We’ve had oversize loads where the trailer had to legally have four axles on the ground in Utah, but then when you hit the state line, you have to raise one of your axles to make it legal. Don’t ask me why, I don’t make the rules. I just try and follow them the best that I can, and try and get the load to its destination, even if those two things are often in conflict.
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Old 11-27-2015, 03:57 PM   #36
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I remember having a DOT guy check my bucket truck. He told me "See all these lights on your chip box?" "Yeah?" "Fix them, or remove them." "Really?" "I can park you if you like..."

I spent the rest of the day removing lights.
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Old 11-27-2015, 04:02 PM   #37
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They have the power, you can't argue, whine or appeal.
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Old 11-27-2015, 05:05 PM   #38
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All true.

I have been to a mine. Yes to the safety stuff and silly training video. All of it. I even had to go and put on my steel toed boots to not leave my cab.

DOT can be real a-holes sometimes. Sometimes not. It truly depends on whom you are facing and what kind of day they are having.
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Old 12-09-2015, 06:42 PM   #39
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Interesting take on driving in Esquire...
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Old 12-09-2015, 10:21 PM   #40
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Trucking as an occupation is hard. It's not just a job, usually, it's a whole lifestyle.

There are many reasons for the driver turnover situation, which is probably worse than that report says. Low wages, crap miles, thoughtless dispatchers, aggressive police, insane traffic and shippers/consignees who have no respect for you or your time. And those are only the easy ones.

Most new drivers only stay for a year or two, until they find something better. We call em "meat in a seat". (Yes, we like rhymes)

Autonomous driving trucks will not replace a skilled driver. There are just too many variables to consider for a computer to do the job. And I'd like to see one find a parking spot and back in! only THEN will computers replace drivers.

Pam
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Old 12-09-2015, 11:13 PM   #41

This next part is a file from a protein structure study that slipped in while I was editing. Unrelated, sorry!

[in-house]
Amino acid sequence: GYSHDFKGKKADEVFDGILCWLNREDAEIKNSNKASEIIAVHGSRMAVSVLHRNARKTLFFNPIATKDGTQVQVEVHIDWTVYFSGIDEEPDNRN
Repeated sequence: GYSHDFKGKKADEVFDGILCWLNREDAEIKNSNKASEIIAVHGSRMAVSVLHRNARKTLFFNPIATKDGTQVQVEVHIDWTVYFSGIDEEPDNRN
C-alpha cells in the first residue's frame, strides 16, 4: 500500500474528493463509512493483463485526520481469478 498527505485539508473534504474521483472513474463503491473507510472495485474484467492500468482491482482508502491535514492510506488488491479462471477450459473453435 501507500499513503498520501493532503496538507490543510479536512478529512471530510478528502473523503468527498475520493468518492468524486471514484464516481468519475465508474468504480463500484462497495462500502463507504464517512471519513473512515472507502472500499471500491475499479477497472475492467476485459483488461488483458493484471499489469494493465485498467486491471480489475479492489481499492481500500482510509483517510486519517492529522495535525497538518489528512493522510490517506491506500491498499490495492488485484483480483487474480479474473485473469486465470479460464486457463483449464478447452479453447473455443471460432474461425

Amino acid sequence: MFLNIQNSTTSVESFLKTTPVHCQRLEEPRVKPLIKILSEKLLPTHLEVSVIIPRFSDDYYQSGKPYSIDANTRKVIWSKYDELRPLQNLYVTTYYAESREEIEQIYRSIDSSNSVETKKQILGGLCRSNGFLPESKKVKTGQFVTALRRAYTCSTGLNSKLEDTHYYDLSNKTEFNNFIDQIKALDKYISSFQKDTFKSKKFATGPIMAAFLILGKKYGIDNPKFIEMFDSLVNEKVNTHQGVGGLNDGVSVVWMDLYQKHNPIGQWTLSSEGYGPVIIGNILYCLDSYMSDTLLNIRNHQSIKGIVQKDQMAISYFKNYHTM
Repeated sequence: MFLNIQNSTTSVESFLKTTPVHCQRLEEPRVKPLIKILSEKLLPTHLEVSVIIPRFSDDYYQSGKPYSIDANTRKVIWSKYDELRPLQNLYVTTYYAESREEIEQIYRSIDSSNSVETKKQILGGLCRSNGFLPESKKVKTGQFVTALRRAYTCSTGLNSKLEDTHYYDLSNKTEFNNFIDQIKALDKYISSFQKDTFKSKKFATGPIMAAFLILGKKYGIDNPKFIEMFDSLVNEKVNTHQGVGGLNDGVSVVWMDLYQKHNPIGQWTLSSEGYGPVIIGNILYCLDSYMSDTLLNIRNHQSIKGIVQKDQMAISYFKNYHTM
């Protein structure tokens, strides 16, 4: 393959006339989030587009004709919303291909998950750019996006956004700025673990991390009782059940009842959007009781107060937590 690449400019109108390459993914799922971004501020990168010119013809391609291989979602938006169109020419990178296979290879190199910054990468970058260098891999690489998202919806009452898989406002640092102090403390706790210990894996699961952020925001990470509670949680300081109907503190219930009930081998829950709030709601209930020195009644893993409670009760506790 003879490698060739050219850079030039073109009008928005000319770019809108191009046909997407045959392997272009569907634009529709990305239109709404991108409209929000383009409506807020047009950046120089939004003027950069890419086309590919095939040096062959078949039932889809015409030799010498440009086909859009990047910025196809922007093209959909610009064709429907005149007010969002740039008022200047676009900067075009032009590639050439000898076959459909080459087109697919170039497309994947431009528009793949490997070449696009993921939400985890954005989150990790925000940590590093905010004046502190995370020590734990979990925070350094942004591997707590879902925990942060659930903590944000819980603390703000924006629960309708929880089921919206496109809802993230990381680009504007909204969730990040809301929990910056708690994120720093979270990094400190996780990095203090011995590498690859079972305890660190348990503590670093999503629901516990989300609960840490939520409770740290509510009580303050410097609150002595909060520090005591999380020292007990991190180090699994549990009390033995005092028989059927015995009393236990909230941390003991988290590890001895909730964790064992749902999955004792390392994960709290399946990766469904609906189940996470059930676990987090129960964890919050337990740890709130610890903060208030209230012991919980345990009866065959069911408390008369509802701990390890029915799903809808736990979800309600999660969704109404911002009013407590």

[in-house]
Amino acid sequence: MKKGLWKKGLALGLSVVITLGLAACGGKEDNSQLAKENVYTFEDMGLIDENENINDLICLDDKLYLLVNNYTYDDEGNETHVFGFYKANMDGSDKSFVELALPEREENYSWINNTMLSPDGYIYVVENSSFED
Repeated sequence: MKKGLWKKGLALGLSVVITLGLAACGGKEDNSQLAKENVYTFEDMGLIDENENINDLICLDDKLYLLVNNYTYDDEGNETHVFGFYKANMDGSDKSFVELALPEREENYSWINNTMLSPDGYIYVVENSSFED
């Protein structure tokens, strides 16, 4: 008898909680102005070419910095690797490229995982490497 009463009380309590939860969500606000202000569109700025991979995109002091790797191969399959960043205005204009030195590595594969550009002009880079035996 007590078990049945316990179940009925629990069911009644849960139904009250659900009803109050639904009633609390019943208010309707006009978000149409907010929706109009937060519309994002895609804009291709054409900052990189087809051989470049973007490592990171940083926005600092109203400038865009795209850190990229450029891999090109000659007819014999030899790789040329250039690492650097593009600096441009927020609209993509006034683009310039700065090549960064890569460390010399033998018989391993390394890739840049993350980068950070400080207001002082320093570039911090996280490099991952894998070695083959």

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There's a lot more than shifting and steering, anticipation, that sixth sense to know when the shit might hit the fan, and what to do about it.
I can see autonomous trucks traveling superhighways between special terminals like some places did with the tandem trailers, but in congested areas with unpredictable people doing crazy shit, nope. Gotta have some poor bastard to blame so the company can wash their hands.
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Old 12-10-2015, 06:57 PM   #42
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I can see them maybe working on a superhighway if and only if they are running in a dedicated, protected lane. No cars allowed. Volvo is experimenting with "platooning". Platooning reduces aerodynamic drag by grouping vehicles together and safely decreasing the distance between them via electronic coupling, which allows multiple vehicles to accelerate or brake simultaneously.

Link to more info on platooning here
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Old 12-10-2015, 07:24 PM   #43
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Backing into a complicated spot is one of the easiest things a computerized vehicle can do.

You know what it can't do to save its life? Pick the spot. It can't take directions from the warehouse traffic manager on which bay to back into. It probably can't handle it if you tell it to wait 15 minutes for something to open up. It can't follow hand-waving directions at all. It can't make on-the-spot decisions. Its main way of dealing with anything confusing will be to stop. An open parking lot is like the worst possible scenario. Do we follow the lines? Can we see the lines?

That's what I imagine anyway just from reading a little bit about it I'm no expert
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Old 12-10-2015, 10:00 PM   #44
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Quote:
Originally Posted by Undertoad View Post
Backing into a complicated spot is one of the easiest things a computerized vehicle can do.

You know what it can't do to save its life? Pick the spot. It can't take directions from the warehouse traffic manager on which bay to back into. It probably can't handle it if you tell it to wait 15 minutes for something to open up. It can't follow hand-waving directions at all. It can't make on-the-spot decisions. Its main way of dealing with anything confusing will be to stop. An open parking lot is like the worst possible scenario. Do we follow the lines? Can we see the lines?

That's what I imagine anyway just from reading a little bit about it I'm no expert


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Old 12-11-2015, 06:39 AM   #45
fargon
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I think that little knob on the dash board would just confuse me. And make it harder to maneuver.